The second line of the program creates the main method. The first part of this line, the word "public", is the access modifier for the method. The "public" access modifier means that this method can be called by any object. Don't worry about this one too much right now.

The next word in this line is "static". Don't worry about this one right now, either.

void is the first part of this line that will be familiar to C programmers. Yes, this is where you indicate what type of value this function is supposed to return; Since it's void, that means that the main function is not supposed to return anything.

Finally, we come to the name of the method itself, "main". After that come the arguments to the method, which there's only one of in this case, a string variable called args that contains the command-line parameters for the program (if any were given). We don't really care about command-line parameters for this program, but we pass them to the main function anyway, just to keep the Java syntax happy.

After all this defining, the pain is finally over and we can get some work done. A curly bracket ({) begins the main function (just as it would in C), and the code of the function begins. In this case, it's a call to the System.out.println function, a function built into Java which acts like C's printf. Now knowing this, that line should be fairly self-apparent.

And finally the program closes with two closing curly brackets; The first closes the main function, the second closes the HelloWorldApp class. And so our first Java application is complete, and ready to be compiled and run.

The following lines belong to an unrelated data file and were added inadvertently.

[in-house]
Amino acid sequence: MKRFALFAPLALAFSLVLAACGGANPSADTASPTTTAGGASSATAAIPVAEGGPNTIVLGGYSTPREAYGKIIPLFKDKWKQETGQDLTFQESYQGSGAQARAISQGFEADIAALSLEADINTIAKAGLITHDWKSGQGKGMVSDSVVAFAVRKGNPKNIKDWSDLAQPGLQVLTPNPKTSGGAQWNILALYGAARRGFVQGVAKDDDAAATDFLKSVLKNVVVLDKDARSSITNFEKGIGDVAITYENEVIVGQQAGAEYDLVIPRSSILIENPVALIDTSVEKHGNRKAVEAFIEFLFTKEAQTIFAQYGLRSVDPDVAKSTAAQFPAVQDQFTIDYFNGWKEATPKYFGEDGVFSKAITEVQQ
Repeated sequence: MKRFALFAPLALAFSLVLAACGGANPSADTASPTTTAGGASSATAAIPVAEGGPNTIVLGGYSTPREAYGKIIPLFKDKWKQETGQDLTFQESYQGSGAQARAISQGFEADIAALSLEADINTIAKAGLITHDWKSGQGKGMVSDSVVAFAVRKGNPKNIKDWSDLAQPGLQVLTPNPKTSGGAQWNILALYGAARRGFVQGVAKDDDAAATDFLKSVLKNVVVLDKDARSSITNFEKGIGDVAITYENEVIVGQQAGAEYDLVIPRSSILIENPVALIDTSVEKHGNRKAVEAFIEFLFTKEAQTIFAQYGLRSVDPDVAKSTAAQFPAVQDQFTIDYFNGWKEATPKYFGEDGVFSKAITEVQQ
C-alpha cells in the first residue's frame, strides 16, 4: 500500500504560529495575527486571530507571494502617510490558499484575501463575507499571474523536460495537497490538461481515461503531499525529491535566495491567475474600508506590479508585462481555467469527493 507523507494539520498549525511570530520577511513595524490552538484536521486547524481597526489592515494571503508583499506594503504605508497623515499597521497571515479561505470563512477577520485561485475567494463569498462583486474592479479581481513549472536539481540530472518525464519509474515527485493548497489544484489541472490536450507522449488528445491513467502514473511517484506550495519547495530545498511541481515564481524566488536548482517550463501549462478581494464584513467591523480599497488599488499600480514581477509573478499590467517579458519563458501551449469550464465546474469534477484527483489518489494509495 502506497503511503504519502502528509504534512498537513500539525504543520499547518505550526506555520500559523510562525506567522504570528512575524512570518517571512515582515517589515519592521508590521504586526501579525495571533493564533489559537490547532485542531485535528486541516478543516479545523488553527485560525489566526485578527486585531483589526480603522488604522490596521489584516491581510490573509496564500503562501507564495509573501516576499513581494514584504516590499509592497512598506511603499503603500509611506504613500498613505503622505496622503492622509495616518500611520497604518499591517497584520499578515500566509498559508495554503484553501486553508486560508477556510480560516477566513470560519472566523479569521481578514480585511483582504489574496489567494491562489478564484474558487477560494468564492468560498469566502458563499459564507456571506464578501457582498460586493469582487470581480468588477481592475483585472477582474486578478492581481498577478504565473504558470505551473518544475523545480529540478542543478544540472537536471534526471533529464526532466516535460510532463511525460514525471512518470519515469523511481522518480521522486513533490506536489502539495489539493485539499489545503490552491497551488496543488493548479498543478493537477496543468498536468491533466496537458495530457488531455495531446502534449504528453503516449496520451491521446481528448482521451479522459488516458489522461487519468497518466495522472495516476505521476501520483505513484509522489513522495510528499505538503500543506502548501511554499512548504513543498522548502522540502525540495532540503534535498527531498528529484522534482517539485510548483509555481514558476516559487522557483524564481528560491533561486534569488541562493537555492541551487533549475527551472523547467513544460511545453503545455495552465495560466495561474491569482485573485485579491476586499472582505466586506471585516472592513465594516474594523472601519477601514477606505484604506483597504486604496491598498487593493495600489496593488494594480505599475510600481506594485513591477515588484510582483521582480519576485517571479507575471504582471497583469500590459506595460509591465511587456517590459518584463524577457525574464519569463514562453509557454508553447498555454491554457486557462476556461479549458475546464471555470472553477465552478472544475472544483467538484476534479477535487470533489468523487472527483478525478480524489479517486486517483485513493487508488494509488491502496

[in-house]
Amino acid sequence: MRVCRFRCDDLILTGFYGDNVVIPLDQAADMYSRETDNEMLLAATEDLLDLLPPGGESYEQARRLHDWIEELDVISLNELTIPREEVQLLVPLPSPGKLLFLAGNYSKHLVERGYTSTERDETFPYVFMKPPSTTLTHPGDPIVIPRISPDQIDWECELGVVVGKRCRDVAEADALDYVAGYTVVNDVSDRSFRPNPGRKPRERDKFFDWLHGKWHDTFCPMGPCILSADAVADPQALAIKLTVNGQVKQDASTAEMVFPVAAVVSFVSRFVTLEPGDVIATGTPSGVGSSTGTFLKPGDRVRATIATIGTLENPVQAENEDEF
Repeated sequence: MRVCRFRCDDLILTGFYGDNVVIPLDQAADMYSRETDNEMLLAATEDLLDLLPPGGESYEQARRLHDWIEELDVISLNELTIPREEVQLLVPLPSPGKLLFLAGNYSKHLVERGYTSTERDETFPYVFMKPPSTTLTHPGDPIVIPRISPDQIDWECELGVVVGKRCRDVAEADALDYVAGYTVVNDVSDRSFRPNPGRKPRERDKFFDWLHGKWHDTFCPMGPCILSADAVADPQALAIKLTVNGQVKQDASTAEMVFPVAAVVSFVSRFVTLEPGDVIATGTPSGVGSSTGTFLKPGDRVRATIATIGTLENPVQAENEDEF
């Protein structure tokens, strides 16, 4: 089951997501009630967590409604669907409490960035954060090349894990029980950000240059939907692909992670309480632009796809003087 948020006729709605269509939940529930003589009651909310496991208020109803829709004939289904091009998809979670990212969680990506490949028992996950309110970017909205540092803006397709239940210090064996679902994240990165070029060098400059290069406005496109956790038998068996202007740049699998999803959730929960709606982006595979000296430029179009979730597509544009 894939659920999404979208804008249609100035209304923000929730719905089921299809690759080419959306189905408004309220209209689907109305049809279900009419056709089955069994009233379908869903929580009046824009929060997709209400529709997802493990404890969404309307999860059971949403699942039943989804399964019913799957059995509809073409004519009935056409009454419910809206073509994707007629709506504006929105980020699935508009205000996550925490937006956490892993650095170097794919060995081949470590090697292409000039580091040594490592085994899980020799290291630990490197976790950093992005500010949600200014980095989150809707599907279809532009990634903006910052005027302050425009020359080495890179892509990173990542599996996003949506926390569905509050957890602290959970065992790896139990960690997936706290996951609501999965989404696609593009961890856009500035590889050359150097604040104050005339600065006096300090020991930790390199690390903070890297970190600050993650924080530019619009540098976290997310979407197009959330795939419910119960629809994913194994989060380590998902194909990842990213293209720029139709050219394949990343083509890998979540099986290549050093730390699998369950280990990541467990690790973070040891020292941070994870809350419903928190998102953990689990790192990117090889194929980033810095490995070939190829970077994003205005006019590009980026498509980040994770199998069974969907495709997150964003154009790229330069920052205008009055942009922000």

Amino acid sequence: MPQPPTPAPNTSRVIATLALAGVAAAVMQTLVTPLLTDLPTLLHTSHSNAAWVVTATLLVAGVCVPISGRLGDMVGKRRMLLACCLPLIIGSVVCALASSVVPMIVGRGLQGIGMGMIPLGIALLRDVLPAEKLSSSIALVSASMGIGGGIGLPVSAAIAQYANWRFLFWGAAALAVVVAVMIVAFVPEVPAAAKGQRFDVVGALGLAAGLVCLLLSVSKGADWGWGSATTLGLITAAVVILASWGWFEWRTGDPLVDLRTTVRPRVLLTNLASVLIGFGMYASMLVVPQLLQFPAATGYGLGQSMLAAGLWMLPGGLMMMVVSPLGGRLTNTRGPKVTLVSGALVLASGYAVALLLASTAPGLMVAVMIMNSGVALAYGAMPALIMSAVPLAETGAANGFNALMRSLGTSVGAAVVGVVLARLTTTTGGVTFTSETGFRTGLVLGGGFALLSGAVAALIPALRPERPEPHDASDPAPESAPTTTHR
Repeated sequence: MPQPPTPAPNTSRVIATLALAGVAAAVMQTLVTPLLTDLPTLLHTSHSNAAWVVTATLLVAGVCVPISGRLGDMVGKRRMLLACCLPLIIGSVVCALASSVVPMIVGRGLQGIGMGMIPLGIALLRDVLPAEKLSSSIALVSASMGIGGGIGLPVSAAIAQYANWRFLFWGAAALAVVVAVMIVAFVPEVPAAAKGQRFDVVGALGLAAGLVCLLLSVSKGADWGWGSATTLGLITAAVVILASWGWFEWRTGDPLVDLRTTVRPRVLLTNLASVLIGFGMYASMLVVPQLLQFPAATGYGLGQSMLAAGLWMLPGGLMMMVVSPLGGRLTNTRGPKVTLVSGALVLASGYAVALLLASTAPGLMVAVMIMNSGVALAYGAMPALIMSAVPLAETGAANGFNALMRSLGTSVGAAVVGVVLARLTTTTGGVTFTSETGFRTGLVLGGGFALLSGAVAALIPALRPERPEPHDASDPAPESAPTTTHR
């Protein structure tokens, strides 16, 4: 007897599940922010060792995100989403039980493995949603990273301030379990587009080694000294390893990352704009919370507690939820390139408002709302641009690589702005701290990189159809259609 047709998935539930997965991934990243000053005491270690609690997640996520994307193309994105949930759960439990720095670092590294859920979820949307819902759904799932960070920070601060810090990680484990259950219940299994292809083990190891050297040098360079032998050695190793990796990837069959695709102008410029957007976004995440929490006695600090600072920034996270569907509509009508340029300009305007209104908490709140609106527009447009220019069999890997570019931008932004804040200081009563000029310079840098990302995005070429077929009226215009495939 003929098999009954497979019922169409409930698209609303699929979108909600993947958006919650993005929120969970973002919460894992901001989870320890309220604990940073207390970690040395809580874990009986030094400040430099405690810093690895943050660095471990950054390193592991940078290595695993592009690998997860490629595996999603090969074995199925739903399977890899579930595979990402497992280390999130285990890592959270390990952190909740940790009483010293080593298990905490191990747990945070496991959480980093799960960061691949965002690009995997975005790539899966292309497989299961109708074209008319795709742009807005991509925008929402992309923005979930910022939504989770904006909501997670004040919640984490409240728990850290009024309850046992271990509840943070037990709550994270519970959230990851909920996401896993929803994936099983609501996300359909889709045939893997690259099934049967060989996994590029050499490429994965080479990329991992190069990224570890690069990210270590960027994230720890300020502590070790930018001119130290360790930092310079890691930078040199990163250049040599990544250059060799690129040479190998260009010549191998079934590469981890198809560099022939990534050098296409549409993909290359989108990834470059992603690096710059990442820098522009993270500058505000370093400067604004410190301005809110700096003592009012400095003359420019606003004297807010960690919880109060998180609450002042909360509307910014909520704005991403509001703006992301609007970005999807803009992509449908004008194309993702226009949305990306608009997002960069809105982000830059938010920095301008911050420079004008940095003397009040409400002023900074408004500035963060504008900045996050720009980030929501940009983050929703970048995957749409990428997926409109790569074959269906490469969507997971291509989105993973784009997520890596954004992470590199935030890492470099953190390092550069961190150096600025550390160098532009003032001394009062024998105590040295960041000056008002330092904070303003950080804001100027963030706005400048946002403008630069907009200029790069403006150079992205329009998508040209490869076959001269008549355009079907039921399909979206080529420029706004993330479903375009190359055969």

Here's a simple Java program that demonstrates how to make your own functions in Java! Note that because this program creates a class called DemoFunction, you must put it in a file called, or you'll get an error.

public class DemoFunction {

public static void main(String args[]) {



public static void funcname() {

System.out.println("This will get printed twice.");


One other things that I feel I ought to mention is the way Java handles exceptions. This is a concept that comes up fairly often in Java programming, and the terminology is a bit different than what programmers of C might be used to. For starters, let's explain the key terms associated with exceptions in Java.

First of all, an exception is basically just a fancy term for an error. More specifically, it's an unexpected error that occurs when a program runs. In other words, an exception doesn't show up when you compile your program; It's a run-time error, meaning it pops up when the program is running. The Java environment doesn't like exceptions, and tends to get really whiny if they happen. For this reason, managing your exceptions is a good idea.